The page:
Norwegian energy company Equinor has announced the start of production for Phase 2 of its giant Johan Sverdrup oil field development in the North Sea.
“The entire Johan Sverdrup field is now on stream,” says Geir Tungesvik, Equinor’s executive vice president for Projects, Drilling & Procurement. “This is a red-letter day for us and our partners, Aker BP, Petoro and TotalEnergies, but also for Norway and Europe. Johan Sverdrup accounts for large and important energy deliveries, and in the current market situation, most of the volumes will go to Europe.”
Johan Sverdrup is the third largest oil field on the Norwegian Continental Shelf and the largest development in three decades, with recoverable volumes of 2.7 billion barrels of oil equivalent. The Johan Sverdrup field will plateau at 720,000 barrels of oil per day, potentially increasing to 755,000 per day, equivalent to 6 to 7 percent of the daily oil demand in Europe. More than 90% of deliveries from Johan Sverdrup Phase 2 will go to Norway, meeting about a third of Norway’s total oil demand.
Equinor says the full-field development of Johan Sverdrup has a break-even price of less than US $15 per barrel.
Oil from Johan Sverdrup is transported by pipeline to Mongstad for transshipment, while gas is piped to Kårstø.
The Johan Sverdrup Phase 2 project consists of a new platform, five new subsea systems, 28 new wells, a new module for the existing riser platform, and facilities to send power from shore to the Utsira High area, where the Johan Sverdrup field is located in central part of the North Sea approximately 65 km northeast of the Sleipner fields.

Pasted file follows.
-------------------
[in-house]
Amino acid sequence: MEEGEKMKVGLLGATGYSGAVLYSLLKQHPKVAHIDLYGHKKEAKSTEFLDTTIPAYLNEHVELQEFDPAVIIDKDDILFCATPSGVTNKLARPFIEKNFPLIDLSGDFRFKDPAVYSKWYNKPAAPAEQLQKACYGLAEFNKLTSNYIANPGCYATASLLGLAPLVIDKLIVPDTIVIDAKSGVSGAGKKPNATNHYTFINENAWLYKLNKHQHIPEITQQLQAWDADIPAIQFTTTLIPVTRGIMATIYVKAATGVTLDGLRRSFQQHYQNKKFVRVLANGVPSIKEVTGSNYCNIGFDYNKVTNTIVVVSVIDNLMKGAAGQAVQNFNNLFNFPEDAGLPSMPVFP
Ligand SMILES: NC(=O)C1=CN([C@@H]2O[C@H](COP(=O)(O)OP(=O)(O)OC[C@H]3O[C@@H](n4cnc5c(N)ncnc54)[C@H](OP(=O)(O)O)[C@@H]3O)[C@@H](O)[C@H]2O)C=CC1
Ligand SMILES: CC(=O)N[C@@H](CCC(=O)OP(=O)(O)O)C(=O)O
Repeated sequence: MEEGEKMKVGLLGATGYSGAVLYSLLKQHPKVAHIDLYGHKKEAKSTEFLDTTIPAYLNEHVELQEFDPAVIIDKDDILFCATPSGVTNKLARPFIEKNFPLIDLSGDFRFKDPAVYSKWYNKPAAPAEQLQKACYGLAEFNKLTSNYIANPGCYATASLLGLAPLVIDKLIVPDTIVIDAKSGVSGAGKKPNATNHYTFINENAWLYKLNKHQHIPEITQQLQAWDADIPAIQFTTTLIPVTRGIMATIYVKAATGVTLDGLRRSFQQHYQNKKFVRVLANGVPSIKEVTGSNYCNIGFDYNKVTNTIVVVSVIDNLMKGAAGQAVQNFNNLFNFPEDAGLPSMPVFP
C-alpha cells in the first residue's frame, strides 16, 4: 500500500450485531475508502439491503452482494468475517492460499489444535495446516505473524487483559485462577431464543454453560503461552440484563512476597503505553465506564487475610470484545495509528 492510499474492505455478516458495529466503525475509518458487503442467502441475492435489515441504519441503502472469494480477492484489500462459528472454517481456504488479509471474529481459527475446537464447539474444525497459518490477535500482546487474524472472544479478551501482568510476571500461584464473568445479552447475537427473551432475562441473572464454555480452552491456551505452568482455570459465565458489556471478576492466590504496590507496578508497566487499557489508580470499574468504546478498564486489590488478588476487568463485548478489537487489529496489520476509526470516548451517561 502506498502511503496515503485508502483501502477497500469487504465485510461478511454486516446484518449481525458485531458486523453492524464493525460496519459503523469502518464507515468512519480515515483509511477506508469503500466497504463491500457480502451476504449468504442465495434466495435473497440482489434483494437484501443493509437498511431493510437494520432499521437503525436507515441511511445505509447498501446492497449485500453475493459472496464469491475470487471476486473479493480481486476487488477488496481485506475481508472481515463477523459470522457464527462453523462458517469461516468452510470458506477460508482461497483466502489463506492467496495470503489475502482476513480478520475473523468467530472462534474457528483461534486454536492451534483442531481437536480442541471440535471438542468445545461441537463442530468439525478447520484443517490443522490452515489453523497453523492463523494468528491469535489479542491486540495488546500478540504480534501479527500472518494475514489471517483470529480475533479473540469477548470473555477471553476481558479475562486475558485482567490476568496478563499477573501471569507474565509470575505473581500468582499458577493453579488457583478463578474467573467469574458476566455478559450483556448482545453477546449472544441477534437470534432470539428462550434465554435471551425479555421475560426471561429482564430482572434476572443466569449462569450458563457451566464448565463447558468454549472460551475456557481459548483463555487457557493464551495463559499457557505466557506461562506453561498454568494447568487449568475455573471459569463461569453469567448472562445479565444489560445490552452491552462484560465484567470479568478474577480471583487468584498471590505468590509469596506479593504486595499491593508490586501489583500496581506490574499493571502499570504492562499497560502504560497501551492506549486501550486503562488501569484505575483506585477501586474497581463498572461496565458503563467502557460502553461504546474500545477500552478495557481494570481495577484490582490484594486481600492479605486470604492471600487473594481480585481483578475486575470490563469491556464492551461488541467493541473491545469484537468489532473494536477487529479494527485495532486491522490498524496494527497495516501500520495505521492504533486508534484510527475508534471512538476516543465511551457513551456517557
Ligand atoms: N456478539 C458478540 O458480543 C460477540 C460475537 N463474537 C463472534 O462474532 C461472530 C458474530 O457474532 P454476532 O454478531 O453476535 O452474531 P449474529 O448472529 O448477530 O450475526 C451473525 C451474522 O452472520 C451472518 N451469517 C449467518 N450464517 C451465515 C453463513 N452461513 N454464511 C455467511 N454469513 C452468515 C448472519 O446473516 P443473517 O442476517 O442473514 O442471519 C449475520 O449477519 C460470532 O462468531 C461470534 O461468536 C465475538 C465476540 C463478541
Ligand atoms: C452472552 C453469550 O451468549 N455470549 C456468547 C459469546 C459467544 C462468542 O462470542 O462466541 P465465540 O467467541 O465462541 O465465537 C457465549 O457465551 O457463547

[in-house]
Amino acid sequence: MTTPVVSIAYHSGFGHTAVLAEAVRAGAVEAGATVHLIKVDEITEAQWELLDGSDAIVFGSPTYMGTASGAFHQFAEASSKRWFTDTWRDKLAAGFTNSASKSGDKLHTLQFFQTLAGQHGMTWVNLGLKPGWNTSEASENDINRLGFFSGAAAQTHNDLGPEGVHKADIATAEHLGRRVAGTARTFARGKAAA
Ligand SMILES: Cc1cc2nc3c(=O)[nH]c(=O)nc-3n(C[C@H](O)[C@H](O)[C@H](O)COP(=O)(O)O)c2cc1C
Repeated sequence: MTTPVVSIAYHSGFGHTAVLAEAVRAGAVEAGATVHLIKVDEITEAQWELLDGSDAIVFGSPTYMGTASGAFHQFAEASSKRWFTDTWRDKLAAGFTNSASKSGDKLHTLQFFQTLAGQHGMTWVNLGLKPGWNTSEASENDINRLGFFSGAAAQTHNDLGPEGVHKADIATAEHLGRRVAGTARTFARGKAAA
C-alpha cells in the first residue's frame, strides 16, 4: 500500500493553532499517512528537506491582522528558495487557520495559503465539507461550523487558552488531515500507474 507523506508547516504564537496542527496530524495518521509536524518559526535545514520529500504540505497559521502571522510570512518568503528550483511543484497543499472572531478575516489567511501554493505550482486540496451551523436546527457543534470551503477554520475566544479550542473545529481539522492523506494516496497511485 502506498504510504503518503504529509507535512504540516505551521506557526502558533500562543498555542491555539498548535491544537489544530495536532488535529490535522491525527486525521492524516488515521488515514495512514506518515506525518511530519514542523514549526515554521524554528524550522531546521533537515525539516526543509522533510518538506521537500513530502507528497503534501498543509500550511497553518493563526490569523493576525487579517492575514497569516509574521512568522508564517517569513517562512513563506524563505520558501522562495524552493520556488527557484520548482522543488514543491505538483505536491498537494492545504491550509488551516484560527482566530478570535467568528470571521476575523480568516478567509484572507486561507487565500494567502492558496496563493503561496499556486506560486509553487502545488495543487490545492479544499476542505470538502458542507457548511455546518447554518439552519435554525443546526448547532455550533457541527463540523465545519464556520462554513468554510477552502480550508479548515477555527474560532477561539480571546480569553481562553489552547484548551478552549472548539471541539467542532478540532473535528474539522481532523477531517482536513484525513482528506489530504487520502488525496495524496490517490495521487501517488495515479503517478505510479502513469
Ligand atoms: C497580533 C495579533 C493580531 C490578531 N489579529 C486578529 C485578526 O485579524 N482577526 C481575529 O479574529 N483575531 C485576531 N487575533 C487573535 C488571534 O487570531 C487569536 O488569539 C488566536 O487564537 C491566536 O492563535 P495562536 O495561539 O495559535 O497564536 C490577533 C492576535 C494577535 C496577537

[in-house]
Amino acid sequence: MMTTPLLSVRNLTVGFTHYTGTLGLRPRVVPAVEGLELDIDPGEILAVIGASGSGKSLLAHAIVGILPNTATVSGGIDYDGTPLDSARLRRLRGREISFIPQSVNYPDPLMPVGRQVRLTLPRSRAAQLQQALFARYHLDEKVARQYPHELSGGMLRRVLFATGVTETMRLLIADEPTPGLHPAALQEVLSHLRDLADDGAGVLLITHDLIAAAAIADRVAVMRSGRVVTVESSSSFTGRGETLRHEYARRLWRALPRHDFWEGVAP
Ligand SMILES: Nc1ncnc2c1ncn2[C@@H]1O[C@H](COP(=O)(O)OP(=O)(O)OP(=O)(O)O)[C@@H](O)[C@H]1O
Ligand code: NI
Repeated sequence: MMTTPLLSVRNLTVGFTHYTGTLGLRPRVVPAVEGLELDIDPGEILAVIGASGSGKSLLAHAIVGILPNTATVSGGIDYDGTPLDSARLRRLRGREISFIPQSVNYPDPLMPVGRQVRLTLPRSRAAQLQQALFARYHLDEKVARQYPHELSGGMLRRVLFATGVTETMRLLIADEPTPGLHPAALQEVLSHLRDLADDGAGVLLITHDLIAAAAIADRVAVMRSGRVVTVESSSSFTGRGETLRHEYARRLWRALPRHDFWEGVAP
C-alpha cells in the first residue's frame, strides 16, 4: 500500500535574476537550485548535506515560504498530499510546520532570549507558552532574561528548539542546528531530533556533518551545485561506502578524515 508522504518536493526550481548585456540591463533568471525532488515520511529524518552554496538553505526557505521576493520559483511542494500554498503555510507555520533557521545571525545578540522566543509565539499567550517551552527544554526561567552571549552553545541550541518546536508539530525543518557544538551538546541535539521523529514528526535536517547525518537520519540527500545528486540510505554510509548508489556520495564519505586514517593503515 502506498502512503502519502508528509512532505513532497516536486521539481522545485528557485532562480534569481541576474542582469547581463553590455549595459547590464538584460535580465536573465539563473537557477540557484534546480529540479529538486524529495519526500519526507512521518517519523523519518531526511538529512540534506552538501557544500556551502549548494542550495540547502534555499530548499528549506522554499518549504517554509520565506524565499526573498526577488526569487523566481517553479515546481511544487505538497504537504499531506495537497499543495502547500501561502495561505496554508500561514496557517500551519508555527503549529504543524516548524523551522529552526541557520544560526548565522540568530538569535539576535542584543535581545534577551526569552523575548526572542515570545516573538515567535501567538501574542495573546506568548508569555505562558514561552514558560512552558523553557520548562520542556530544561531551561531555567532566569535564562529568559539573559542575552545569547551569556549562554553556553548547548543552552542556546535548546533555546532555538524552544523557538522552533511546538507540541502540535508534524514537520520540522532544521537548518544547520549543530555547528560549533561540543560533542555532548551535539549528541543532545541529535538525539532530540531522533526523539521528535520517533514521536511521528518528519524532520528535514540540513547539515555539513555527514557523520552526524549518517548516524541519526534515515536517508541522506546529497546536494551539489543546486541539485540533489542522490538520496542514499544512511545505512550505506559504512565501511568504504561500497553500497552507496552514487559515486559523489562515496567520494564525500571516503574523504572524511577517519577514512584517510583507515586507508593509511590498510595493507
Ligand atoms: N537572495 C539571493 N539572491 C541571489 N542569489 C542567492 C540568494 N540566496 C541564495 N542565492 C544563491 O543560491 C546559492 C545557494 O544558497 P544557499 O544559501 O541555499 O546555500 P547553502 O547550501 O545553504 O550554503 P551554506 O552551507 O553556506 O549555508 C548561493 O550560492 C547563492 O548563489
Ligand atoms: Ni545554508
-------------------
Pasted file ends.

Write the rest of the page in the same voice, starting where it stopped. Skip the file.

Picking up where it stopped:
The Johan Sverdrup field has been developed in two phases, with Phase 1 coming on stream on October 5, 2019. The field reduces its emissions by receiving power from shore via cables from Haugsneset, to the north of Stavanger. The first cable currently supplies the first four platforms on the Johan Sverdrup field with electricity. The new cable supplies the fifth platform and the rest of the Utsire High installations.
“In combination, this reduces CO2 emissions by a total of 1.2 million tonnes per year, equivalent to 2,5 percent of Norway’s annual emissions,” says Marianne M. Bjelland, Vice President of exploration and production for the Johan Sverdrup and Martin Linge areas. “Electrification is an important measure to further developing the Norwegian continental shelf (NCS) towards the goal of net zero greenhouse gas emissions by 2050.
“I am proud that we have now put the entire Johan Sverdrup field on stream in a safe and secure manner. We will deliver stable energy volumes for several decades, while contributing to Norwegian value creation for a long time to come,” she adds.
Partners in the project include Equinor, serving as operator and holding a 42.6267% stake, along with Aker BP (31.5733%), Petoro AS (17.36%) and TotalEnergies EP Norge AS (8.44%).
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